Germain “Bibi” Ngota Ngota, editor of the private newspaper Cameroon Express, died on 22 April 2010 while on pre-trial detention in the Kosovo ward of Kondengui prison. Ngota, who had worked as a journalist for 15 years, launched Cameroon Express in 2003 and worked for several other publications on a freelance basis. He was reportedly well-known locally for his investigations on public corruption in the oil sector. Ngota was being held on criminal charges of falsifying a government document. His family said the journalist was suffering from high blood pressure and that his health deteriorated while in custody because of inadequate care. Ngota's mother, Georgette Edima Ngoulou, said her son had complained of being trampled while sleeping on the floor of his cell and of exposure to rainwater. She said the prison warden "categorically rejected" a written plea for his medical evacuation, which his mother said had been endorsed by the prison doctor. A 2010 government investigation smeared Ngota’s reputation by accusing him of being HIV positive and absolved authorities of any responsibility for his death.

Torture in custody

Despite signing the United Nations Convention against Torture, the 2009 Universal Periodic Review of Cameroon noted that, while article 132 of the penal code prohibited torture, a contradictory provision in the code of procedure, article 30(2), tacitly encouraged it. In its May 2010 report, the UN Committee Against Torture accordingly expressed concern that, "in practice, detainees, from the time of their arrest, rarely benefit from the guarantees provided for in the Code of Criminal Procedure."

Internet and Free Expression in Cameroon

Restrictive laws and policies regarding the Internet have stifled free expression in Cameroon. With the rising importance of information and communications technology (ICT), the United Nations Human Rights Committee encouraged signatories, in General comment No. 34, to take all necessary steps to foster the independence of new media and to ensure individuals access to them.

Restrictions on the Internet

Cameroon imposes severe restrictions on the Internet. According to the Joint Declaration on Free Expression and the Internet, restrictions on freedom of expression on the Internet “are only acceptable if they comply with established international standards, including that they are provided for by law, and that they are necessary to protect an interest which is recognised under international law.” The UN Human Rights Committee has further clarified that any restrictions “must be ‘provided by law’…and they must conform to the strict tests of necessity and proportionality.” The UN Human Rights Council also noted, in resolution A/HRC/20/L.13, that the “global and open nature of the Internet” is “a driving force in accelerating progress towards development in its various forms.” This is not the case in Cameroon.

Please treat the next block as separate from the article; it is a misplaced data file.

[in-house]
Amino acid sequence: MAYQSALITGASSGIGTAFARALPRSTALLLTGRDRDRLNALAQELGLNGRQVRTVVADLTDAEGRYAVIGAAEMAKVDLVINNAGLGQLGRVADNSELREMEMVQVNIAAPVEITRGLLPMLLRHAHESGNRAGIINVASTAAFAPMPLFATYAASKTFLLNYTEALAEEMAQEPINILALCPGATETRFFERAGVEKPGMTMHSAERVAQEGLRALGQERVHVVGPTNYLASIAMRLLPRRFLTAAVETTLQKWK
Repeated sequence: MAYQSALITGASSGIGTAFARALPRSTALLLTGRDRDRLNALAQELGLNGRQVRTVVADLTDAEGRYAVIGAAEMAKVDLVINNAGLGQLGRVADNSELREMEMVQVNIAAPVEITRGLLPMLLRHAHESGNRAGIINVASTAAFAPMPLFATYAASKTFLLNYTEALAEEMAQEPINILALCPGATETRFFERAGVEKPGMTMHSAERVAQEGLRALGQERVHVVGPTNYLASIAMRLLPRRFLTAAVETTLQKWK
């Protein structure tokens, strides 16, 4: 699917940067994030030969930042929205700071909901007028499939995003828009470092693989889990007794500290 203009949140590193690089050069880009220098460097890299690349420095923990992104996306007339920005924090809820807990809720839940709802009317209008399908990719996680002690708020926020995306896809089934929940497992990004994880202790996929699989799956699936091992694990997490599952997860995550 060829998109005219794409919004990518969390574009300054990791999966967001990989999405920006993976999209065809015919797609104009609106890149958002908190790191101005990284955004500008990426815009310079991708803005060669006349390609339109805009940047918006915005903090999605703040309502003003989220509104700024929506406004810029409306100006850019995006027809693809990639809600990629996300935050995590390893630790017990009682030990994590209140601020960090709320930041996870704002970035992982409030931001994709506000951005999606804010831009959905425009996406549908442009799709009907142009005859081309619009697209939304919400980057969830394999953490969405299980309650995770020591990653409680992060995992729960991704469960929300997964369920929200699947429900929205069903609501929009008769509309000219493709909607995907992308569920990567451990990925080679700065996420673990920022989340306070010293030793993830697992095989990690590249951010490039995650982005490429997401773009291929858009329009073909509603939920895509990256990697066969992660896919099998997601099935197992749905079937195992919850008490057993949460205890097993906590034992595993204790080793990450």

· End the persecution of writers and journalists for practicing free expression;

· Repeal criminal defamation laws, specifically those related to public figures;

· Amend Act No. 96/0 of 16 January 1996 to refer all press offenses, including defamation, libel and slander, to civil courts;

· Amend the code of criminal procedure to reduce maximum lengths of pre-trial detention;

· Enact an access to information law with protections for confidential sources for journalists and a public interest defense;

· Launch an independent review of the practices of the DGRE, the intelligence agency, which has been involved in abusive detentions of several journalists and accused of engaging in torture;

· Allow an international commission of inquiry to establish responsibility in the death in government custody of journalist Bibi Ngota;

· Adopt regulations that protect citizens’ rights to access the Internet and protect free expression;

· End the privatization of Internet policing, and place responsibility in the courts, with adequate due process protections;

· Promote universal access to communication technologies and adopt regulations that promote the Internet as an engine of social and economic development.

· Clarify the role of government telecommunications agencies and ensure the independence of the two regulation authorities, ART and ANTIC.

We ask you to take action by writing to your country’s representative in Geneva to ask that during the review of Cameroon, their delegation makes the recommendations listed above. You may wish to copy the report to support your request. Follow this link to find the contact details of the representative of your country to the United Nations in Geneva, click here.

For further information on PEN International's policy and advocacy work at the United Nations please contact Sarah Clarke, International Policy and Advocacy Officer, at